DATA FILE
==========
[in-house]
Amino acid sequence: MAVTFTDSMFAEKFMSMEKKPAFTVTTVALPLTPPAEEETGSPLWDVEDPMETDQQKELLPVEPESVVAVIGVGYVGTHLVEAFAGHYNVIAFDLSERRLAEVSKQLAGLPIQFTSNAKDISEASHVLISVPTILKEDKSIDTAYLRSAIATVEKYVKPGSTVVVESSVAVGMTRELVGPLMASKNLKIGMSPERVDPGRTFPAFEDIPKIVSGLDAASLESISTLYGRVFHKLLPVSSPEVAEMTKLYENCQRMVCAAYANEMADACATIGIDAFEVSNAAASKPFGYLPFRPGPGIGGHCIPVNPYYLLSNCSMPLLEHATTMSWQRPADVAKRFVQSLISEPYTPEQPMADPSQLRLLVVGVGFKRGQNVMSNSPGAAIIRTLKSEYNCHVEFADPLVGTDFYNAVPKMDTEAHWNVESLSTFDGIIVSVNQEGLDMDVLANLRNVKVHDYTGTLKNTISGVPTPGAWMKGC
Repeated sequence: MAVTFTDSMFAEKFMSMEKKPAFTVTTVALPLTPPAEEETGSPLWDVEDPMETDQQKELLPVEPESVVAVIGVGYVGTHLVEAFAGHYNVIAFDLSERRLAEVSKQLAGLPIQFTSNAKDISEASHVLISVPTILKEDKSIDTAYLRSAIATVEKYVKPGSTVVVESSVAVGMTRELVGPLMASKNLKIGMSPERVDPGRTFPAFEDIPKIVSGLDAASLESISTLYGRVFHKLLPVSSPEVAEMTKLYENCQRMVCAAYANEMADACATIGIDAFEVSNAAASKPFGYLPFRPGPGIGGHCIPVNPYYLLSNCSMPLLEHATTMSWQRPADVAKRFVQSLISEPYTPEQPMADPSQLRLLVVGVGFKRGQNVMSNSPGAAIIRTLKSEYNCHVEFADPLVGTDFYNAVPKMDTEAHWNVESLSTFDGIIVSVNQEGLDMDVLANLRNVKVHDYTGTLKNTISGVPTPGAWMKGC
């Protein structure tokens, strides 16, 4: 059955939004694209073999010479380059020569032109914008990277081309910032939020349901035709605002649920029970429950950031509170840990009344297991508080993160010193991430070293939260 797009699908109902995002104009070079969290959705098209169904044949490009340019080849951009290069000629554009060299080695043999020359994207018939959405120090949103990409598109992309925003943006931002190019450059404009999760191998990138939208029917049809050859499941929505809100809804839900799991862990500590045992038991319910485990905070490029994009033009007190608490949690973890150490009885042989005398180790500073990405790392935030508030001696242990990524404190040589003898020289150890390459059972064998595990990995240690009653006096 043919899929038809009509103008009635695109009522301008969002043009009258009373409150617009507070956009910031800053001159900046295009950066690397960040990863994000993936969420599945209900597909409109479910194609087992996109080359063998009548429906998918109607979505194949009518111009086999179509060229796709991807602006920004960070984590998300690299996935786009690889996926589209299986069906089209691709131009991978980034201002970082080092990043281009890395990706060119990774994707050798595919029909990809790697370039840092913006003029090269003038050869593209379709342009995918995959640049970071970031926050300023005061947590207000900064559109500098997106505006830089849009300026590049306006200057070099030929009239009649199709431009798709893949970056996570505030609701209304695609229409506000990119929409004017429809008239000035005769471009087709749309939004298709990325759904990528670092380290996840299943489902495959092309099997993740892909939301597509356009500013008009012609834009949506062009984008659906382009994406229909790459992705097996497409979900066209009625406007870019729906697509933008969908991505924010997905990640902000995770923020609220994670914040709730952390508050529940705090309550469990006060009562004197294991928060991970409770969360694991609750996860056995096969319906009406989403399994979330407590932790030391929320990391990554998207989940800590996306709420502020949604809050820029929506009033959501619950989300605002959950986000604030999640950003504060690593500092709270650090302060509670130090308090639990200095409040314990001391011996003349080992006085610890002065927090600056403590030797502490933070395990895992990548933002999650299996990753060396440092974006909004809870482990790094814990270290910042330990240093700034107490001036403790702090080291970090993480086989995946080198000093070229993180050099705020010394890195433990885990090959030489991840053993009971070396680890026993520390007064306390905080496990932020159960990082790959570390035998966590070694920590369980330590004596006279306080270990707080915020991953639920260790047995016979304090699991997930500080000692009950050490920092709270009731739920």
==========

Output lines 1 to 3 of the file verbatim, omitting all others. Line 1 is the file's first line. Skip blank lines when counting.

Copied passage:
[in-house]
Amino acid sequence: MAVTFTDSMFAEKFMSMEKKPAFTVTTVALPLTPPAEEETGSPLWDVEDPMETDQQKELLPVEPESVVAVIGVGYVGTHLVEAFAGHYNVIAFDLSERRLAEVSKQLAGLPIQFTSNAKDISEASHVLISVPTILKEDKSIDTAYLRSAIATVEKYVKPGSTVVVESSVAVGMTRELVGPLMASKNLKIGMSPERVDPGRTFPAFEDIPKIVSGLDAASLESISTLYGRVFHKLLPVSSPEVAEMTKLYENCQRMVCAAYANEMADACATIGIDAFEVSNAAASKPFGYLPFRPGPGIGGHCIPVNPYYLLSNCSMPLLEHATTMSWQRPADVAKRFVQSLISEPYTPEQPMADPSQLRLLVVGVGFKRGQNVMSNSPGAAIIRTLKSEYNCHVEFADPLVGTDFYNAVPKMDTEAHWNVESLSTFDGIIVSVNQEGLDMDVLANLRNVKVHDYTGTLKNTISGVPTPGAWMKGC
Repeated sequence: MAVTFTDSMFAEKFMSMEKKPAFTVTTVALPLTPPAEEETGSPLWDVEDPMETDQQKELLPVEPESVVAVIGVGYVGTHLVEAFAGHYNVIAFDLSERRLAEVSKQLAGLPIQFTSNAKDISEASHVLISVPTILKEDKSIDTAYLRSAIATVEKYVKPGSTVVVESSVAVGMTRELVGPLMASKNLKIGMSPERVDPGRTFPAFEDIPKIVSGLDAASLESISTLYGRVFHKLLPVSSPEVAEMTKLYENCQRMVCAAYANEMADACATIGIDAFEVSNAAASKPFGYLPFRPGPGIGGHCIPVNPYYLLSNCSMPLLEHATTMSWQRPADVAKRFVQSLISEPYTPEQPMADPSQLRLLVVGVGFKRGQNVMSNSPGAAIIRTLKSEYNCHVEFADPLVGTDFYNAVPKMDTEAHWNVESLSTFDGIIVSVNQEGLDMDVLANLRNVKVHDYTGTLKNTISGVPTPGAWMKGC